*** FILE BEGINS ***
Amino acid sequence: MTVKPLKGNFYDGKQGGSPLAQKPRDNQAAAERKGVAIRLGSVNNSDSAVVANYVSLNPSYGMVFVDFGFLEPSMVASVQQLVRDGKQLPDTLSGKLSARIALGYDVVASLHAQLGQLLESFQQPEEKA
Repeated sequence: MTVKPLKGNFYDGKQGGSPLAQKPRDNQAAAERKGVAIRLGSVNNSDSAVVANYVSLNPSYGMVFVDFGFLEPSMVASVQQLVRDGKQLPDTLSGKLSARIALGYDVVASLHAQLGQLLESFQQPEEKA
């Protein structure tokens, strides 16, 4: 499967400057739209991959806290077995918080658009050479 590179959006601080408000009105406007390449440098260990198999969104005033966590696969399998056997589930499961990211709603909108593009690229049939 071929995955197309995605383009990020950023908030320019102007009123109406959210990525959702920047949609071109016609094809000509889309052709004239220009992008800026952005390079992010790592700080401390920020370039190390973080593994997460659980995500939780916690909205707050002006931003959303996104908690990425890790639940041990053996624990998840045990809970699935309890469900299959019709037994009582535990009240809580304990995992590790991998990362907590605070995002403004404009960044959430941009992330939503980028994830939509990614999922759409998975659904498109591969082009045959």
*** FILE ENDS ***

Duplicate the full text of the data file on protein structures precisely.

Amino acid sequence: MTVKPLKGNFYDGKQGGSPLAQKPRDNQAAAERKGVAIRLGSVNNSDSAVVANYVSLNPSYGMVFVDFGFLEPSMVASVQQLVRDGKQLPDTLSGKLSARIALGYDVVASLHAQLGQLLESFQQPEEKA
Repeated sequence: MTVKPLKGNFYDGKQGGSPLAQKPRDNQAAAERKGVAIRLGSVNNSDSAVVANYVSLNPSYGMVFVDFGFLEPSMVASVQQLVRDGKQLPDTLSGKLSARIALGYDVVASLHAQLGQLLESFQQPEEKA
């Protein structure tokens, strides 16, 4: 499967400057739209991959806290077995918080658009050479 590179959006601080408000009105406007390449440098260990198999969104005033966590696969399998056997589930499961990211709603909108593009690229049939 071929995955197309995605383009990020950023908030320019102007009123109406959210990525959702920047949609071109016609094809000509889309052709004239220009992008800026952005390079992010790592700080401390920020370039190390973080593994997460659980995500939780916690909205707050002006931003959303996104908690990425890790639940041990053996624990998840045990809970699935309890469900299959019709037994009582535990009240809580304990995992590790991998990362907590605070995002403004404009960044959430941009992330939503980028994830939509990614999922759409998975659904498109591969082009045959």